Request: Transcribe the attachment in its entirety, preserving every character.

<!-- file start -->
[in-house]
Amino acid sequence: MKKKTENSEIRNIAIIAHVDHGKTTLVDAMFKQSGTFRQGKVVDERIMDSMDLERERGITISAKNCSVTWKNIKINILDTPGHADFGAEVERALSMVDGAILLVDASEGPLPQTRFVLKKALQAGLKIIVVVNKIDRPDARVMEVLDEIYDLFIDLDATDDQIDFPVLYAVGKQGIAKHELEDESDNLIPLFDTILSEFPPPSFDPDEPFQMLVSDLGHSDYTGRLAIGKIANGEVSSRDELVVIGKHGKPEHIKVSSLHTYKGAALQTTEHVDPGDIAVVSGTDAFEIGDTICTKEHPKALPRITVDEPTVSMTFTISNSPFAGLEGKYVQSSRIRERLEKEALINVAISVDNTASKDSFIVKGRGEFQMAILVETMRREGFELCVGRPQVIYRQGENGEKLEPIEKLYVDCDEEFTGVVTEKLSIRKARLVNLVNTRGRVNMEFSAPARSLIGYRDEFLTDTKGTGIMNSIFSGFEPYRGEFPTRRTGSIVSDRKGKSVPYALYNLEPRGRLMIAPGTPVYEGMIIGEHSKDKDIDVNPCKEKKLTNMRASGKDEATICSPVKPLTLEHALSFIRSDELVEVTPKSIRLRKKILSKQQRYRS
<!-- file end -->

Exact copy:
[in-house]
Amino acid sequence: MKKKTENSEIRNIAIIAHVDHGKTTLVDAMFKQSGTFRQGKVVDERIMDSMDLERERGITISAKNCSVTWKNIKINILDTPGHADFGAEVERALSMVDGAILLVDASEGPLPQTRFVLKKALQAGLKIIVVVNKIDRPDARVMEVLDEIYDLFIDLDATDDQIDFPVLYAVGKQGIAKHELEDESDNLIPLFDTILSEFPPPSFDPDEPFQMLVSDLGHSDYTGRLAIGKIANGEVSSRDELVVIGKHGKPEHIKVSSLHTYKGAALQTTEHVDPGDIAVVSGTDAFEIGDTICTKEHPKALPRITVDEPTVSMTFTISNSPFAGLEGKYVQSSRIRERLEKEALINVAISVDNTASKDSFIVKGRGEFQMAILVETMRREGFELCVGRPQVIYRQGENGEKLEPIEKLYVDCDEEFTGVVTEKLSIRKARLVNLVNTRGRVNMEFSAPARSLIGYRDEFLTDTKGTGIMNSIFSGFEPYRGEFPTRRTGSIVSDRKGKSVPYALYNLEPRGRLMIAPGTPVYEGMIIGEHSKDKDIDVNPCKEKKLTNMRASGKDEATICSPVKPLTLEHALSFIRSDELVEVTPKSIRLRKKILSKQQRYRS